Ah, truffles! They are the gourmet’s celebration, the cook’s inspiration, the common man’s anticipation. And they demand quite a price, which at last count hovered around $2,000 a pound for Italian white truffles, the French black truffles being cheaper, but still not within the reach of most people. And their production is decreasing. So it befalls few mortals to dine on these delicacies. But there is hope. As many of you know, truffle oil is used quite widely in restaurants. So, where does truffle oil come from? Did it ever see a truffle? Before going there, let’s agree that the price is right. You can find all sorts of truffle oil on the Internet for as little as $5 per ounce. It even comes in a kosher variety.
Alas, truffle oil has not been within smelling distance of a real truffle but is simply some sort of regular vegetable oil, often olive oil, that has been doctored by the addition of the ether, 2,4 dithiapentane. This is one of the main odor-producing compounds in truffles and, to a debatable approximation, it emulates the real aroma. Many expert food connoisseurs disagree and maintain that it doesn’t resemble the real thing. Also, some are bothered by the artificial nature of this concoction. In defense of truffle oil, the flavor it imparts to food is quite impressive. It does remind me of the taste of the few truffles I have been lucky enough to eat—metallic, pungent, earthy, and very distinctive. It may not be the real thing but it does contribute a nice bite to otherwise uninspired dishes. I, for one, am on the side of the folks who enjoy it. The only allowance needed is to agree that even an imitation may taste good.
Truffles can be cultivated, but not without a lot of patience. The most common method consists of inoculating certain trees and waiting a few years for the fruit bodies (the truffles) to develop. Truffles can be smelled by dogs, but these must be trained, at the cost of using expensive truffles. I would think that truffle oil could be used as a much cheaper alternative for training purposes. Female pigs, on the other hand, have a natural affinity for the smell because it resembles that of a male sex attractant. They can find truffles that are one meter deep in the soil but, unlike dogs, do considerable damage to the soil by their rooting of the ground under the trees.
Now for a bit of science. The development of the truffle starts with the germination of spores to hyphae that then develop mycorrhizal connections with tree roots. This is followed by a sexual cycle that eventually results in the formation of the truffle itself (known to science as the ascocarp). Eventually, the interior of the truffle becomes populated with bacteria that are quite distinct from those in the soil nearby. The question arises, what role do the bacteria play in each step of differentiation? Earlier work suggests that these bacteria are able to fix nitrogen and possibly participate in the production of the characteristic truffle aroma.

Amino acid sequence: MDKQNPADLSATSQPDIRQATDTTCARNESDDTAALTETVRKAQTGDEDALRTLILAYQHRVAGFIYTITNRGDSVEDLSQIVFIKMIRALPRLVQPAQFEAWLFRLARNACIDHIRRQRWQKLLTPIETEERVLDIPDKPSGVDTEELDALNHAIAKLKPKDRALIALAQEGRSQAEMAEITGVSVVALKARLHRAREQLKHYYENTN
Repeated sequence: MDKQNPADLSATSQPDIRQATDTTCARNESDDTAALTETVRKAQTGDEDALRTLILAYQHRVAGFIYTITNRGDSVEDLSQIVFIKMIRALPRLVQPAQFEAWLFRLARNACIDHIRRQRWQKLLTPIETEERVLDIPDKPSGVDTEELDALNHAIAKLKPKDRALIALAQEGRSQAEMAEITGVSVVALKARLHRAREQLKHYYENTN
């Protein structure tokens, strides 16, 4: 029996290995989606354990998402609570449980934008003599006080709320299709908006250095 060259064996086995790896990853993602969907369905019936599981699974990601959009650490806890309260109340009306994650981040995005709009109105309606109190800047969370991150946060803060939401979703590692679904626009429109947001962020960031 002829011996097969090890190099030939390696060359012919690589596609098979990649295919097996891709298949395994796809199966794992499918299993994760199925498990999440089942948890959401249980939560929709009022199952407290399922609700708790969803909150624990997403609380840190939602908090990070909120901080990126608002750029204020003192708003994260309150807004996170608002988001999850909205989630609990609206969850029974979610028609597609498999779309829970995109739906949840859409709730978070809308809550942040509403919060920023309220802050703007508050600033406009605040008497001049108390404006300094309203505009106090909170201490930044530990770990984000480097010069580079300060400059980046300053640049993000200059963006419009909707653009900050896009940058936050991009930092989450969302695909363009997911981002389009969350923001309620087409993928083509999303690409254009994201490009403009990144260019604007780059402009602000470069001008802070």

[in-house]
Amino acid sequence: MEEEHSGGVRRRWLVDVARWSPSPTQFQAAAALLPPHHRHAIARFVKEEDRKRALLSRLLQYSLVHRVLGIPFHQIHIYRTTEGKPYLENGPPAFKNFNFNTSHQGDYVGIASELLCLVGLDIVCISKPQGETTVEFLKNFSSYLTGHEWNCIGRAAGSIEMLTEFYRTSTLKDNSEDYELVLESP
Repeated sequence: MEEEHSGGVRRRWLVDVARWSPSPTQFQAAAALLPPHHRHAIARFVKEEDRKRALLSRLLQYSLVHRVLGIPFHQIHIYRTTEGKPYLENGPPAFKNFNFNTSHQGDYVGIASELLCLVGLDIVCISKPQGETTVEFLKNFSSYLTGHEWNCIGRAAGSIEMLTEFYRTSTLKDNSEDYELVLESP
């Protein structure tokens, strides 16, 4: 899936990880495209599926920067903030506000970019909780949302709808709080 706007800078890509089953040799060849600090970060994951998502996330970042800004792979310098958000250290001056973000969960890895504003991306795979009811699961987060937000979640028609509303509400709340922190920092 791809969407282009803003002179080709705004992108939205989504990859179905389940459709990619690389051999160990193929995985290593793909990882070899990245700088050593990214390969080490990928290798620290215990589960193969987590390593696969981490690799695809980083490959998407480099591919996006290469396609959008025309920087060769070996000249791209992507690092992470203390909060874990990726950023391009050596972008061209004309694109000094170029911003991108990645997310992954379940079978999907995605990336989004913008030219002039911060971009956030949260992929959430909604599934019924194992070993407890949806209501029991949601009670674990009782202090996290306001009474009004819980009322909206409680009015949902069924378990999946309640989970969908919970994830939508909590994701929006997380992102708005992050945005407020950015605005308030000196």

The authors of a recent paper used temperature gradient gel electrophoresis (TTGE) fingerprinting and 16S rRNA sequencing to determine the taxonomic identity of the bacteria present within and around some truffles growing under a hazel tree. The kind of bacteria present differed between the inside of the fruit body (the gleba), its surface (the peridium), the mycorrhizal layer, and the surrounding soil.
The bacterial population within the truffles and on their surface varied with time, some phyla increasing, others waning. They confirmed the sequencing data by examining sections from the surface and the interior of three mature truffles by hybridization with fluorescently-labeled oligonucleotide universal probes for 16S rRNA as sell as probes directed at certain phyla. Moreover, these bacteria carry many genes for the cycling of carbon, sulfur, and nitrogen, including the ones for nitrogenase. Accordingly, nitrogen-fixing rhizobia were found in abundance within the truffles.
The authors concluded that truffles provide a specialized niche for selected bacteria. So, what can be said about the role of bacteria in truffle formation? In the authors words: “Presence of bacteria in the ascocarps raises questions on their functional role in the life cycle of the fungus: are these bacterial communities selected by T. melanosporum due to their functional abilities to complement the fungus during its development? Or are they just profiteers taking advantage of the nutrients provided by the fungus?” The answers would be on interest to truffle growers and therefore to truffle enthusiasts. Once again, will bacteria come to the rescue?
Antony-Babu S, Deveau A, Van Nostrand JD, Zhou J, Le Tacon F, Robin C, Frey-Klett P, & Uroz S (2013). Black truffle-associated bacterial communities during the development and maturation of Tuber melanosporum ascocarps and putative functional roles. Environmental microbiology PMID: 24118660